But it’s the tracks featuring Shungudzo, which come in the middle of the record, that play most to White’s talents. Shun resembles Santigold when she was still Santogold, livening up “Spare Gold” with her drawling, rhythmic vocal. White’s trilling synths elevate lyrics about the everyday struggle (“I can’t escape this paper chase”). As the song circles in on itself, the beat achieves a supernatural glow.

This turns out to be White’s signature skill: With his incandescent, polyrhythmic beats, he brings a sense of mysticism to the ordinary. His production is full of fresh ideas, but his songs wouldn’t necessarily stop you in your tracks while you were cooking. Like so many other beautiful things, it’s only once you turn your full attention to it that White’s music begins to reveal itself.

Comments

Related Posts Plugin for WordPress, Blogger...
Loading...

Popular posts from this blog

Chicken Nachos

Chicken Nachos are the perfect thing for a busy weeknight dinner. They are easy to throw together using leftover chicken and can be customized using whatever Mexican toppings your gang enjoys.

Vorwerk Kobold VR300 Review

At nearly £1000, does the VR300 offer enough to justify the purchase when you can pick up a robot vac for £100s less? Find out in our Vorwerk Kobold VR300 review
Should I Buy The Vorwerk Kobold VR300?
It’s expensive, but the Kobold VR300 provides an impressive vacuuming experience that we think could rival that of a conventional vacuum cleaner, but it’s not as smart as some rivals – yet. The low-profile design, upgraded SLAM technology and D-shape design allow the VR300 to safely navigate around obstacles and reach every last nook and cranny.

Amazon Last Minute Christmas Sale Save Big On Tech After Black Friday

It's not too late to pick up tech gifts from Amazon. It's Last Minute Christmas Deals sale has discounts across smart home, laptops, monitors, speakers and other gadgets.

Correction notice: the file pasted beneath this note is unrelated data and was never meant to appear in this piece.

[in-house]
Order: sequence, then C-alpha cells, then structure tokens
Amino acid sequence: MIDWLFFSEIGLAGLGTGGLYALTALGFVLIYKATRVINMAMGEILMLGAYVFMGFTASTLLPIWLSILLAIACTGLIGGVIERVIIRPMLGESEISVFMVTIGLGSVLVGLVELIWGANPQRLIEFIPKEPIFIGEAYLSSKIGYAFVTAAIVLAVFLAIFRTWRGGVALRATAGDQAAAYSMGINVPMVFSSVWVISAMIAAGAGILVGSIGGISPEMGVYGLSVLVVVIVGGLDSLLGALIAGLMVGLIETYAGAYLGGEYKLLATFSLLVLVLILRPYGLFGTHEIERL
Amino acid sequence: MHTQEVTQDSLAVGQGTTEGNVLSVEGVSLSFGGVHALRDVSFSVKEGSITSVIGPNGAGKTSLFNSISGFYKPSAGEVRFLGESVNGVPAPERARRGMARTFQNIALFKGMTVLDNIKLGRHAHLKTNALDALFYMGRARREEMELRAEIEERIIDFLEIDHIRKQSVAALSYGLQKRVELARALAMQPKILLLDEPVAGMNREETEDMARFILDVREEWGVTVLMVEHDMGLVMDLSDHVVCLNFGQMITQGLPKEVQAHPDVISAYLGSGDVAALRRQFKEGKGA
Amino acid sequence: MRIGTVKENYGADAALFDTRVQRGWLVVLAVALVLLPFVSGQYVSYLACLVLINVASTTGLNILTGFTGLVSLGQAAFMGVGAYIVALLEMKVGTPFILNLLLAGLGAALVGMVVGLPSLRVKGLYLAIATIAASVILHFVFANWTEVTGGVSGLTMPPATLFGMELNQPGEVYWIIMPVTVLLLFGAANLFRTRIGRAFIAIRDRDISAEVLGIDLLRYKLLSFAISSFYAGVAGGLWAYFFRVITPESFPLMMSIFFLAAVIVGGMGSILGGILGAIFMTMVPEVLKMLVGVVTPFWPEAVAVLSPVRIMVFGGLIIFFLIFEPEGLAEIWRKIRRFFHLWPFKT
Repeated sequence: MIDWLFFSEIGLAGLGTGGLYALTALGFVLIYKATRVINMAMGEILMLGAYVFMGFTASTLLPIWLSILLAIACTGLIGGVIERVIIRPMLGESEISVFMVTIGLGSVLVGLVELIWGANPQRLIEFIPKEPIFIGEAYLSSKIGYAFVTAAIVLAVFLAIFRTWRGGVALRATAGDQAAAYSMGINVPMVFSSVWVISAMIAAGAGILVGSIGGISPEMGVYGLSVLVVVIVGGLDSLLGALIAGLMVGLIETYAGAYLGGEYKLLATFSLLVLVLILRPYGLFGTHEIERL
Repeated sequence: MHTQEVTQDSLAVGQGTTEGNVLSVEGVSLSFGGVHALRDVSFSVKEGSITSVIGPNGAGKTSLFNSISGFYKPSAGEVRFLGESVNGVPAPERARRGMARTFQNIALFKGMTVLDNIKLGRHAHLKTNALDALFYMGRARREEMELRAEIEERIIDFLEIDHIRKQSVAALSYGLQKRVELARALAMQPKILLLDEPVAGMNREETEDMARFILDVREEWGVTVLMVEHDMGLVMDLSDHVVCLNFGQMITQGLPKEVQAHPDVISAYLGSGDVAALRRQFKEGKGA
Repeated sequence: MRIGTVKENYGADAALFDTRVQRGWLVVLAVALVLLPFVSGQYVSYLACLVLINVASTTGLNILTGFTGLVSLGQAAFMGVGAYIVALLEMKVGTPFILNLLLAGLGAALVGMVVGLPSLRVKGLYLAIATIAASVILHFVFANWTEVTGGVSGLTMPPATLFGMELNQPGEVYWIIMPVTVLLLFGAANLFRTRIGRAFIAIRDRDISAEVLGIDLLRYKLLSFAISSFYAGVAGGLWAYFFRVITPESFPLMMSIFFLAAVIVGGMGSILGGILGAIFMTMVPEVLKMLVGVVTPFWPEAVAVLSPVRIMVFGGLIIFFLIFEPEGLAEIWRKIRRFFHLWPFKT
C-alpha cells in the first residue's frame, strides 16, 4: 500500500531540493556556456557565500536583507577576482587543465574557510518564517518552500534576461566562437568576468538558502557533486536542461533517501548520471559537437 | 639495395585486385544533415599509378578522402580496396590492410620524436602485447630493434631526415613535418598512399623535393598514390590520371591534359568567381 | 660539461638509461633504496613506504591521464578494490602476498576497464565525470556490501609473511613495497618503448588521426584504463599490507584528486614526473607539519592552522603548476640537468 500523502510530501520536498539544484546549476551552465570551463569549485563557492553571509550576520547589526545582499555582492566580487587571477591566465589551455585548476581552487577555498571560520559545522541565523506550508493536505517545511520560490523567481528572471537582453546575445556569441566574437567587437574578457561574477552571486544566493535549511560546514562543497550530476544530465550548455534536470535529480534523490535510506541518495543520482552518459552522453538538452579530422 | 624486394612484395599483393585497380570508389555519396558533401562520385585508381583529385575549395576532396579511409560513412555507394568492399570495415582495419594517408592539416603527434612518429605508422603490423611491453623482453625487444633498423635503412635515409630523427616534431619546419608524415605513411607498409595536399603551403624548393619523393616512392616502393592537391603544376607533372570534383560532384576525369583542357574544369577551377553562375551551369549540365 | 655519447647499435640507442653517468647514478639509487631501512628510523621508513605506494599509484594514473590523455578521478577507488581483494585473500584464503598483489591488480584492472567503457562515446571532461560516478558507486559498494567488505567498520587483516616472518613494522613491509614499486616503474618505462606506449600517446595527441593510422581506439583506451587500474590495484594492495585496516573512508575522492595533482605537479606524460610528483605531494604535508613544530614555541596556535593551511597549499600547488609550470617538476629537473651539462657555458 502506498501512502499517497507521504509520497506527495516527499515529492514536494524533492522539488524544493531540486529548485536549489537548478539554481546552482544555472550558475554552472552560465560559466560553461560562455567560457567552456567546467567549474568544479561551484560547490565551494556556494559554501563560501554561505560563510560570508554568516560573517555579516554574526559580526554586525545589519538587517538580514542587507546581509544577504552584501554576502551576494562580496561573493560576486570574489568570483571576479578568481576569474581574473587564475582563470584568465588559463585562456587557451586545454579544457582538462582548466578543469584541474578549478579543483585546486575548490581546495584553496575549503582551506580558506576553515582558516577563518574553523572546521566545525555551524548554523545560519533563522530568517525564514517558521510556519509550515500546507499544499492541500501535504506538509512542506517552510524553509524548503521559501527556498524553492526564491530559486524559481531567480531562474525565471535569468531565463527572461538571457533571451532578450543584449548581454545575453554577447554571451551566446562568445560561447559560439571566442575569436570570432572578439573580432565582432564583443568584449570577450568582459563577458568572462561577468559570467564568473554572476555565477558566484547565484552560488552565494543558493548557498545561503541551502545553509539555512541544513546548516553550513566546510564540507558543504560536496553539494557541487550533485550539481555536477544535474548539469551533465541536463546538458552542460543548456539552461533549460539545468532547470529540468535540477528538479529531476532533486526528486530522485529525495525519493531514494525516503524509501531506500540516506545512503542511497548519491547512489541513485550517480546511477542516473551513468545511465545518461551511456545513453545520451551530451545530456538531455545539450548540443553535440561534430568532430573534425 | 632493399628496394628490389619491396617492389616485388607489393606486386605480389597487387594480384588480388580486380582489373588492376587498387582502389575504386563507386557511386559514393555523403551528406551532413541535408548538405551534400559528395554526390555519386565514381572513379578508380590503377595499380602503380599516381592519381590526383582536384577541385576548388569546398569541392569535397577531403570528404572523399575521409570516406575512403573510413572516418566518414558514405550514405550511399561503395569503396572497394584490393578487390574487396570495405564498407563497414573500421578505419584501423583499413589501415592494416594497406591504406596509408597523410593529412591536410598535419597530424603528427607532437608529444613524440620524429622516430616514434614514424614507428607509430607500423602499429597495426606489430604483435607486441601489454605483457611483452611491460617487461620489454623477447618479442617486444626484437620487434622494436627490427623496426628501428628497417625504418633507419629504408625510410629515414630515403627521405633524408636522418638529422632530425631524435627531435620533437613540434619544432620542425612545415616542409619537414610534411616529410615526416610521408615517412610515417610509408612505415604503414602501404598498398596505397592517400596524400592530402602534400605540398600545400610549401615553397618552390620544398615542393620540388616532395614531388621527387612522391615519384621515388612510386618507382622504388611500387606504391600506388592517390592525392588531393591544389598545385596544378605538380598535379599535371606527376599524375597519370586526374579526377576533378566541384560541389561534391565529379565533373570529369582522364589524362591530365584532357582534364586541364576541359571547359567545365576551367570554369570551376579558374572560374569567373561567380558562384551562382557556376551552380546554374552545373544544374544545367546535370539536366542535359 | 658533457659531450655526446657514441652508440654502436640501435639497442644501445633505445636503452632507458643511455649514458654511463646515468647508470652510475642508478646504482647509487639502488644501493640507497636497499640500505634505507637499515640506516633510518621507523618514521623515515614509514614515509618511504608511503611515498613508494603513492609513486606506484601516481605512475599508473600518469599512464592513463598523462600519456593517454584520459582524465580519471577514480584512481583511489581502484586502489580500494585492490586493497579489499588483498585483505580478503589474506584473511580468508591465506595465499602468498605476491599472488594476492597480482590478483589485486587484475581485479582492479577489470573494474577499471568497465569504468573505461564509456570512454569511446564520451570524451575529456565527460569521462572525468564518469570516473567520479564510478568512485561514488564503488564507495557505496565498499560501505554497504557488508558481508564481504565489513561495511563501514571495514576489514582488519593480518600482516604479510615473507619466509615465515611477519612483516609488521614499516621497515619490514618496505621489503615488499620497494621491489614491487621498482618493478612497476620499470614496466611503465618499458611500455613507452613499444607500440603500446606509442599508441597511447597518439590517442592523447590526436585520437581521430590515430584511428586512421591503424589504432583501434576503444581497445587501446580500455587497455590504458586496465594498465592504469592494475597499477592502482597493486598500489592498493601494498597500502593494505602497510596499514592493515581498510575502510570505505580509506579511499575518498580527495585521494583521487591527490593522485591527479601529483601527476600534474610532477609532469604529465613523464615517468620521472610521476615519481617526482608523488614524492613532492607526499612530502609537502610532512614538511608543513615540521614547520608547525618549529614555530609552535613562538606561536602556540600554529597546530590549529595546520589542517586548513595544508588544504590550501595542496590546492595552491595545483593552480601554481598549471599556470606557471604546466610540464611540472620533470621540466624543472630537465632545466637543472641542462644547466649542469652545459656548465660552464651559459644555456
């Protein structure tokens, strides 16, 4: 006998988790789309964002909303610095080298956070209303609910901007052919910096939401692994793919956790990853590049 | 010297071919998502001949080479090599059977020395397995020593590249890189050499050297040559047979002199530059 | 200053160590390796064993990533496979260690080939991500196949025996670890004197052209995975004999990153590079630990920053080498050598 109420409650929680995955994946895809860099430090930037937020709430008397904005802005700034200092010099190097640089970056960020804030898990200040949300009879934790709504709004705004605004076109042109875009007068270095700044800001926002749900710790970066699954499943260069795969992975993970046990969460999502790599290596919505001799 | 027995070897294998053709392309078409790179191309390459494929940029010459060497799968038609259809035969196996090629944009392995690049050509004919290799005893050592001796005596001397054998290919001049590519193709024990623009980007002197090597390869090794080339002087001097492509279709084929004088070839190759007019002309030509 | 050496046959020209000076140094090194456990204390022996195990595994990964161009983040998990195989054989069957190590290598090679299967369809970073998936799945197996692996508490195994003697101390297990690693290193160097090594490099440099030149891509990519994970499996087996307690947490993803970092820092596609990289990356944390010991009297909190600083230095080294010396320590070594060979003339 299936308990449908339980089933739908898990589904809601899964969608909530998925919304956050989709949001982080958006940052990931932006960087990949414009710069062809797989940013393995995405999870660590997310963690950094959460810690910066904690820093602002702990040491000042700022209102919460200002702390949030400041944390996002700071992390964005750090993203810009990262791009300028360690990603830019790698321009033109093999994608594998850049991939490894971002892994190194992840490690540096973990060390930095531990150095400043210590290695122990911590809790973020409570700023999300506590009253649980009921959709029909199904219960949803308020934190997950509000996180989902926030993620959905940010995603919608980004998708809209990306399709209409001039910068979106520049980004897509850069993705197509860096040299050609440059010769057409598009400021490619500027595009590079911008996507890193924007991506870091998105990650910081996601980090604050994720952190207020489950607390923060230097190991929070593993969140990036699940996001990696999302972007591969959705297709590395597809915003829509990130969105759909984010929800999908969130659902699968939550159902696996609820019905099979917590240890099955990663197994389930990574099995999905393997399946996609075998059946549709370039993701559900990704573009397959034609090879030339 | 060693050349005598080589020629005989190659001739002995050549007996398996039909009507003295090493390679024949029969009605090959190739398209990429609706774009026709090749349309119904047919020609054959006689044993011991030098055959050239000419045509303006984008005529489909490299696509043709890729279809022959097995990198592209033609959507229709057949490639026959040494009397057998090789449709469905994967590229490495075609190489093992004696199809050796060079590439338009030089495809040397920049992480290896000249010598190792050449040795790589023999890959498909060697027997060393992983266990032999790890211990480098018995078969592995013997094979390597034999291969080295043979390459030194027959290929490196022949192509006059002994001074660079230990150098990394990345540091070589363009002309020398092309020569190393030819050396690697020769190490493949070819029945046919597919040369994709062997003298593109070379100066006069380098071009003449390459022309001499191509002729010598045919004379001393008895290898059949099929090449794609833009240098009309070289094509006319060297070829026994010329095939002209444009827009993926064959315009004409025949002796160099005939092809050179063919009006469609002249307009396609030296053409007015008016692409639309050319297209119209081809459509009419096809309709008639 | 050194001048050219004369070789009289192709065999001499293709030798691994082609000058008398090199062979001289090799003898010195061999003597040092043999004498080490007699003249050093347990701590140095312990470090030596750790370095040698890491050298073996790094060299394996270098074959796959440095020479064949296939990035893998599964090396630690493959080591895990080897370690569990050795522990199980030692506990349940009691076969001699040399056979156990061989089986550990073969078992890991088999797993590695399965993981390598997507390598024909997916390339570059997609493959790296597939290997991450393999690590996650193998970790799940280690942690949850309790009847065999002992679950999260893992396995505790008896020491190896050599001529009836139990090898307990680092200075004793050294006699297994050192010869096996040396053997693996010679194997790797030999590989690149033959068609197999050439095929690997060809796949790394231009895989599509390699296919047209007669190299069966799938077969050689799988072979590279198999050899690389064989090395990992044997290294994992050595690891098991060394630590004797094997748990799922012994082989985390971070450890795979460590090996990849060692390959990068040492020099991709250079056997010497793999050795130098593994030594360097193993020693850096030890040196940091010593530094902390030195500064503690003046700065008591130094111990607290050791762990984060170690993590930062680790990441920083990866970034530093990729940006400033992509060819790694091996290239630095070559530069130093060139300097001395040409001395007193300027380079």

Asus ZenBook 14 (UX433) Review

Asus has revamped the ZenBook line with a whole new design, including a lighter build, redesigned hinge, and a light-up numpad built right into the touch pad
Should I Buy The Asus ZenBook 14 UX433?
The ZenBook 14 is a very promising shakeup to the Asus laptop line. It’s smaller, lighter, and better looking than any of the previous models, without having to sacrifice either ports or powers. There aren't many laptops around that can offer you a 14in display in a body this compact while still giving you USB-A and HDMI ports, not to mention a Core i7 processor.
Unless you're an Excel addict you can probably safely ignore the glowing numpad - it's a fun gimmick, but most of us will probably forget it's even there, and without tactile feedback it's hardly a proper replacement for the keys. Still, this is a strong enough laptop elsewhere that it doesn't need that gimmick to get by, and there's plenty to recommend it otherwise.

Spider-Man: Into the Spider-Verse Movie Review

Nth Time's a Charm

If you groaned at the thought of another "Spider-Man" movie, fear not because you weren't alone. How many times can one character be rebooted or reimagined before it becomes insufferable? Apparently we aren't there yet, because "Spider-Man: Into the Spider-Verse" is a welcome breath of fresh air.
Everyone's history with the movies about our favorite neighborhood webslinger differs. Sam Raimi's trilogy has its diehard fans (despite only producing one truly great film) and the Andrew Garfield-led "The Amazing Spider-Man" movies were cut short when they didn't meet expectations (the first one is good!). Last year, Jon Watts' "Spider-Man: Homecoming" found Tom Holland in the title role, providing a fun, well-rounded look at the character, which had been missing for a while.

Like Fan Page